BY PROBLEM MASAU
PRESIDENT Emmerson Mnangagwa has declared war on unlicensed private passenger transporters, a stance that many believe will worsen the country’s transport crisis.
Mnangagwa’s May Day speech, which buttressed days of a sustained police clampdown on private transporters, only served to make matters worse for commuters in urban areas, especially in Harare and Bulawayo.
At least 70 drivers of pirate taxis and their unregistered vehicles where netted on Sunday as the operation targeting them continued in and around the capital Harare where so far 459 cars have been impounded, according to the police.
In his pre-recorded Workers’ Day speech, Mnangagwa accused unlicensed passenger transporters of ripping off workers and vowed: “The second republic is determined to retain the purchasing power of workers, through viable public transport systems. Government will not stand by and watch while hard-earned incomes of our workers are being stolen by mushikashika and makoronyera. No!
“You, as our workers, deserve an efficient and affordable transport system so that production time as well as your family time is not lost in transport queues. During peak hours, workers must be transported with the greatest ease.”
However, transport operators and passengers have blamed the government for creating a Zimbabwe United Passenger Company (Zupco) monopoly when it is clear that the company does not have the capacity to transport commuters during peak hours.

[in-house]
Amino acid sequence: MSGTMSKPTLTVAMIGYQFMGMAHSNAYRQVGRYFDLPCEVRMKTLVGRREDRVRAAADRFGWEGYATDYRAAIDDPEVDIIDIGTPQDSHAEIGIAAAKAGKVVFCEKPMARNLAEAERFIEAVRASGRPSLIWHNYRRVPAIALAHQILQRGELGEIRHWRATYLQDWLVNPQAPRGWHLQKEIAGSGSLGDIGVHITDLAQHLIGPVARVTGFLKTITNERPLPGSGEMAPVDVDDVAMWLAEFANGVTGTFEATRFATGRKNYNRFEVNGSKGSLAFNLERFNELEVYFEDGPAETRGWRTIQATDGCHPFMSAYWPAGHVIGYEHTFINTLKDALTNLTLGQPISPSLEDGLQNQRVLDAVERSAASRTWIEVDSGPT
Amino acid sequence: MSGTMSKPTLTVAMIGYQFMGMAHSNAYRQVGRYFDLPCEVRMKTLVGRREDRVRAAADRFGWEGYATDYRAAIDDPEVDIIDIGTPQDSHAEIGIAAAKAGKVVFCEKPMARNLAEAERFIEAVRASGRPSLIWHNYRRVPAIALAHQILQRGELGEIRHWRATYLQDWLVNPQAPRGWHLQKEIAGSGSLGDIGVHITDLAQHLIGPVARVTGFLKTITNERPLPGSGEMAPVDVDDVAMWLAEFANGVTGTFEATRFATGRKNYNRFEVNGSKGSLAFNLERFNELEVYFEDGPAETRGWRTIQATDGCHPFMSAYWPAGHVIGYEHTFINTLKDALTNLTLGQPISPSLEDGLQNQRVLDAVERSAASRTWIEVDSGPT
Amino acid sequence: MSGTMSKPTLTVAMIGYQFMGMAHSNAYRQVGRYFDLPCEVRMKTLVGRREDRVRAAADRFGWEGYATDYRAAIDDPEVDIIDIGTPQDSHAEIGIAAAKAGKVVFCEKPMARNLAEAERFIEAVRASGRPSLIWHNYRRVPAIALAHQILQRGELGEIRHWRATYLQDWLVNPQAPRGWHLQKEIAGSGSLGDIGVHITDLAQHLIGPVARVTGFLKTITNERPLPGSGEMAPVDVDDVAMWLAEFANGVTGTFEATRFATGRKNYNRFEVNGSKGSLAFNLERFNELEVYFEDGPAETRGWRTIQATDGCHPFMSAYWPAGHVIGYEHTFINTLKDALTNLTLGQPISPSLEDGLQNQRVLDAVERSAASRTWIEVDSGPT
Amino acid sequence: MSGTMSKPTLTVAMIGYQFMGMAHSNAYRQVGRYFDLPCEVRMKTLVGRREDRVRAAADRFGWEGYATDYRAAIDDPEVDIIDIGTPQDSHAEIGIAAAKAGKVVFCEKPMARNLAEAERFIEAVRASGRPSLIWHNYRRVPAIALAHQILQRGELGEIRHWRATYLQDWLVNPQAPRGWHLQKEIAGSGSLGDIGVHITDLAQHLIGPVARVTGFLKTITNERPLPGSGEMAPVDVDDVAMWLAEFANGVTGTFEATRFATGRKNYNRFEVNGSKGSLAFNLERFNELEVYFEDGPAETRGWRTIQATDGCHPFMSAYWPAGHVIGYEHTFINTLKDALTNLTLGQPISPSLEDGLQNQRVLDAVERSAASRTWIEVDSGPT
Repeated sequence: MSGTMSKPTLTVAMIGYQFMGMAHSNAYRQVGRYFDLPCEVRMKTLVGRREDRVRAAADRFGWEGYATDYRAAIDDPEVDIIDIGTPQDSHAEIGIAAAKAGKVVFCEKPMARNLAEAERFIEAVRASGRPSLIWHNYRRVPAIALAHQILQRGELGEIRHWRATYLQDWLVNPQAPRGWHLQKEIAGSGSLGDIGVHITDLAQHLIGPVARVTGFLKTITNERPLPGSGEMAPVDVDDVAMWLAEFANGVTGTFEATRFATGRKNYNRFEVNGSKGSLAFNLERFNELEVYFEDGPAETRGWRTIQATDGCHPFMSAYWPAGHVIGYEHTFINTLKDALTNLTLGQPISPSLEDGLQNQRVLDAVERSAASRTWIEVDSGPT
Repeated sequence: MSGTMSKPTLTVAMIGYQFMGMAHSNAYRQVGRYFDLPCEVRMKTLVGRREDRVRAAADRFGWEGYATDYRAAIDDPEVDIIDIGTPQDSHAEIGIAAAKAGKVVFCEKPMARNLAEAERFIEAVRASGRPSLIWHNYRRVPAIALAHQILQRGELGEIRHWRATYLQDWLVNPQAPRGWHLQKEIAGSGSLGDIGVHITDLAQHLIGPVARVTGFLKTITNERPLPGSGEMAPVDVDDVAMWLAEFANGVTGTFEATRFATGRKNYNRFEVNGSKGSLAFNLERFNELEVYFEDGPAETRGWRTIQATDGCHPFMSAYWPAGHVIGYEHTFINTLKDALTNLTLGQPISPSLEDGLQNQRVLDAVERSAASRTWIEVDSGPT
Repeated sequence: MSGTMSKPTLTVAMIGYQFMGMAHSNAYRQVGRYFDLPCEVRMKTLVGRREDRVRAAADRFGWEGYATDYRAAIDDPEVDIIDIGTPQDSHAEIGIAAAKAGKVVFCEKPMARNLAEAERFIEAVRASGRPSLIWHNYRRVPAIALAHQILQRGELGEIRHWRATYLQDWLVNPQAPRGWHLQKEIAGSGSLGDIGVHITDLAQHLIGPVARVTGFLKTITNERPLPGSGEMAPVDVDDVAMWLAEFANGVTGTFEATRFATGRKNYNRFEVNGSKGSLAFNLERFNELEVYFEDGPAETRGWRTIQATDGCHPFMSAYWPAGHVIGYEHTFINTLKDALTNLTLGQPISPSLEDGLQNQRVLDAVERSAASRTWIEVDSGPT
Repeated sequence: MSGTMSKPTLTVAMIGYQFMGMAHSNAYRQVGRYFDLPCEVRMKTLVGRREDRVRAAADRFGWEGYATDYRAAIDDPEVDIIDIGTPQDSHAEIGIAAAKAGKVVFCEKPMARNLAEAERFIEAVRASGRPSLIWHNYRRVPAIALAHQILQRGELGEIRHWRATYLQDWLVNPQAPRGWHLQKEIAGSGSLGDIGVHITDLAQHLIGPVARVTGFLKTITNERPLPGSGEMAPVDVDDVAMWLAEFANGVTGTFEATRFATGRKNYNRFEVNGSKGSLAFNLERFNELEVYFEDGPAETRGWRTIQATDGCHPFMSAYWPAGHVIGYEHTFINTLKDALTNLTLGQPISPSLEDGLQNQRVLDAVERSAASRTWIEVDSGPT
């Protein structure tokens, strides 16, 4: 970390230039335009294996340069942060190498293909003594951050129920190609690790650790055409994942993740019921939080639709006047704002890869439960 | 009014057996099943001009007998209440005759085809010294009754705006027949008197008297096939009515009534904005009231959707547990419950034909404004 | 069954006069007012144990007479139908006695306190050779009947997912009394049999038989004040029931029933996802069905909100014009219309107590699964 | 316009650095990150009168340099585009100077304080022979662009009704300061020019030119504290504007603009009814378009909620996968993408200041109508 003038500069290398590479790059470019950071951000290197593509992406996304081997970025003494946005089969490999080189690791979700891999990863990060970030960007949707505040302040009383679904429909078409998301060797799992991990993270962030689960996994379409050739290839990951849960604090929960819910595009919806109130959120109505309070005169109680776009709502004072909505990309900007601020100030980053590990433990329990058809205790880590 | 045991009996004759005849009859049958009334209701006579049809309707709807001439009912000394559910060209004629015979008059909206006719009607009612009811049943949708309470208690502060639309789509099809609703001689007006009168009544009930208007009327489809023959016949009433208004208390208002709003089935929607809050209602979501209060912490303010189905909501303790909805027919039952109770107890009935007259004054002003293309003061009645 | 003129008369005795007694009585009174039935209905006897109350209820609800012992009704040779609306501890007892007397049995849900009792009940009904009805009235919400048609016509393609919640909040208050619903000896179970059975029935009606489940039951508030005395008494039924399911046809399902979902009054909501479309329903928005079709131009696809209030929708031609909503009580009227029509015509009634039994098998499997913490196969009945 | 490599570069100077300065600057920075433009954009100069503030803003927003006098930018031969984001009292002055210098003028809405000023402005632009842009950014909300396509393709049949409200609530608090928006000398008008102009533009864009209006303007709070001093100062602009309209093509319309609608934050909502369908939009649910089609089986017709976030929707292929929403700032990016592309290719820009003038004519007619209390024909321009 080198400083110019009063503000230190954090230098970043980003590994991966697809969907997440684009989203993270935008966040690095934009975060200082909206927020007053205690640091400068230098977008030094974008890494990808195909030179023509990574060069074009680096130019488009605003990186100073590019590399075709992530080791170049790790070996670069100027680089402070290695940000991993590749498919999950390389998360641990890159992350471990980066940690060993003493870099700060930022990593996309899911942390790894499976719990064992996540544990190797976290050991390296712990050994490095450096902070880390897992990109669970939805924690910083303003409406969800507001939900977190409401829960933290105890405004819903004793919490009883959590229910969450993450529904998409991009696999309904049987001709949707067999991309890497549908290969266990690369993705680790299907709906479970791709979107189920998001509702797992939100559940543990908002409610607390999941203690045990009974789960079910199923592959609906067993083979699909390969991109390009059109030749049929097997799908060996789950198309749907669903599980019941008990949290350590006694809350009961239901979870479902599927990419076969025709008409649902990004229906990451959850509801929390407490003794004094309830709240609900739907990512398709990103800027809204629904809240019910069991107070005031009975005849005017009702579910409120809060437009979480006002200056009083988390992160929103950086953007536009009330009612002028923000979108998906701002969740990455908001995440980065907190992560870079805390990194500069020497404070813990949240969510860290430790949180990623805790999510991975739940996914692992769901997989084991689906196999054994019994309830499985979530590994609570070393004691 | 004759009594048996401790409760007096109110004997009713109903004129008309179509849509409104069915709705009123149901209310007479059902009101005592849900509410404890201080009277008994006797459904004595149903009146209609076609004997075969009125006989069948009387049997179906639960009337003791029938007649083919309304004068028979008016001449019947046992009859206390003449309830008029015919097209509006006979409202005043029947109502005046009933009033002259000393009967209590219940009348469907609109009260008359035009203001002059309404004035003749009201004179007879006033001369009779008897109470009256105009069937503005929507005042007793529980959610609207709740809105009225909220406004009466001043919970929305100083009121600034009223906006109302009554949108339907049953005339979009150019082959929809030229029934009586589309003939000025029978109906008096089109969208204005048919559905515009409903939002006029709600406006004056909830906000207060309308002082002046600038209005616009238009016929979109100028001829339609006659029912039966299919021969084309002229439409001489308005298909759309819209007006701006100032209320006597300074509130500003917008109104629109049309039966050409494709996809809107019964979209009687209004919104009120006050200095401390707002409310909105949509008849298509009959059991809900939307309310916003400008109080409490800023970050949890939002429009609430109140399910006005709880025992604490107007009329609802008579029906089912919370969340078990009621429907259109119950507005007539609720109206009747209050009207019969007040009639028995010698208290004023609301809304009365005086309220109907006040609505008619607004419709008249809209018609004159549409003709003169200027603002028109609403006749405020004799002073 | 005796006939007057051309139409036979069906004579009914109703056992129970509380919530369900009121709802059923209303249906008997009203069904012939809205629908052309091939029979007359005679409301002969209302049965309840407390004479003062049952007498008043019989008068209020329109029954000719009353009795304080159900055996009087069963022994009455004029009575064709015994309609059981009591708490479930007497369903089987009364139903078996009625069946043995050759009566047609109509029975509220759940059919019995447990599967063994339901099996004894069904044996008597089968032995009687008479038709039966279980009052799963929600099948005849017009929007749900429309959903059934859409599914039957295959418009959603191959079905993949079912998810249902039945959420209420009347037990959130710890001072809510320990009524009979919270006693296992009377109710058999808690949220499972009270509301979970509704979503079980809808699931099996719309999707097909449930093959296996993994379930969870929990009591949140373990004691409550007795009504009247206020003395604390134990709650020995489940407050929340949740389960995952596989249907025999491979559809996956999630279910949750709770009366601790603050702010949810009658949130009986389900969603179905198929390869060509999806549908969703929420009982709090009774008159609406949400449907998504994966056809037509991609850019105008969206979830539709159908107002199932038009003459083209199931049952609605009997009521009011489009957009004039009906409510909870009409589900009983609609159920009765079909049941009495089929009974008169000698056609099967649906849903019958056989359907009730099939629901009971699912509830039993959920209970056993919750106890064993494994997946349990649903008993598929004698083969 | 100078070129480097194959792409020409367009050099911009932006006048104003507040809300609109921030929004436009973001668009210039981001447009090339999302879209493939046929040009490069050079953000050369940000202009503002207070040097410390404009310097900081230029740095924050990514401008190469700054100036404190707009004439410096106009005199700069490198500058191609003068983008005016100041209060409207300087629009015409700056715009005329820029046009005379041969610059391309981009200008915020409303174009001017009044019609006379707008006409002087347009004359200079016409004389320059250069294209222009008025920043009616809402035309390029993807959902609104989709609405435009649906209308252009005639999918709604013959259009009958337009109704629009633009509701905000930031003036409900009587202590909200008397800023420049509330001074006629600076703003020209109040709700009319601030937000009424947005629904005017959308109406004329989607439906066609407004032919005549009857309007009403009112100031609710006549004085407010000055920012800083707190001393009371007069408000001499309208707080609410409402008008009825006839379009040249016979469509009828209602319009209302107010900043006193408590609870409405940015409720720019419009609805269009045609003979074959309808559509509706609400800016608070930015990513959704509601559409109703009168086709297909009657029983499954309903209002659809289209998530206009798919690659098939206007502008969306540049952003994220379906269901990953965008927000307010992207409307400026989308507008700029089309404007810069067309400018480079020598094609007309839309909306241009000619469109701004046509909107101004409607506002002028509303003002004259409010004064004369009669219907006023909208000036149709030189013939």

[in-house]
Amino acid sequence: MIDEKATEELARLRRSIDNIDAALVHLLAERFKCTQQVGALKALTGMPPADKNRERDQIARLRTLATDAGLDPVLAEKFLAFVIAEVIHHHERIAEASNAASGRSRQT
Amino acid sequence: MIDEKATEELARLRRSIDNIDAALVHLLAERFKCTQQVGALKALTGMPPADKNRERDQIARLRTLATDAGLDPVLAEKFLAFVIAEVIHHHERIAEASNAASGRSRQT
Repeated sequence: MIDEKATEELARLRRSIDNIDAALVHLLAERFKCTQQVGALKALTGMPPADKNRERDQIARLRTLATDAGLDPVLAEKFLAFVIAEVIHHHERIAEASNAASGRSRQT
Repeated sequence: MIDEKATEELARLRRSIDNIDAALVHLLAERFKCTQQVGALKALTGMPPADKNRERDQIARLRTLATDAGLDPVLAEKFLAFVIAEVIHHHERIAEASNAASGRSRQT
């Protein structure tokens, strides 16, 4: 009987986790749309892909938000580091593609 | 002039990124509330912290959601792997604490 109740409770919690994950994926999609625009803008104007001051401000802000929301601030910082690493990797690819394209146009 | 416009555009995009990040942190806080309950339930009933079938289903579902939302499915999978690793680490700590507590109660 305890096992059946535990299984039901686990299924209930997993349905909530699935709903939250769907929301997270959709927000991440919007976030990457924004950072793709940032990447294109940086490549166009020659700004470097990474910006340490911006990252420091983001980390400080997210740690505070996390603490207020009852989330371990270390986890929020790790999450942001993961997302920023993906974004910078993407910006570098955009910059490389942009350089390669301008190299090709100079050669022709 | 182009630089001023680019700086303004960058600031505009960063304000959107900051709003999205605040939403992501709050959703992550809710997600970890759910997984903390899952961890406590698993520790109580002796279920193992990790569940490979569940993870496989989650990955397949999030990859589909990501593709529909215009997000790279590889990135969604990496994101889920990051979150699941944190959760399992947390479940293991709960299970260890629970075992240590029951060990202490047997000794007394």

Most transport operators, who had joined the Zupco franchise withdrew their vehicles, citing poor management, late payment for their service and incessant fuel shortages. There is also the issue of diverting the few buses that are there for Zanu PF functions, leaving commuters stranded.
Passengers Association of Zimbabwe president Tafadzwa Goliati said: “The economy is opening up and transport is an integral part of the economy. There is need for adequate transport for everyone. Schools and other sectors of the economy have reopened and some buses which are under Zupco have returned to rural areas or highway routes, so there is need to increase transport operators. Monopoly in a country like Zimbabwe will only create illegal taxis, and there is need for the government to rectify the issue.”
A survey by NewsDay yesterday showed that many commuters were left stranded, while others walked several kilometres as police in Harare barred public transporters not registered with Zupco.
Commuters accused the government of making their lives difficult by creating a monopoly in the transport sector.
“Government should be blamed for creating chaos in the transport sector. Zupco buses are not reliable and most of the buses plying urban routes are not in good condition. Instead of protecting its citizens, our government has a penchant for making our lives more difficult,” said Harare commuter Enock Hore.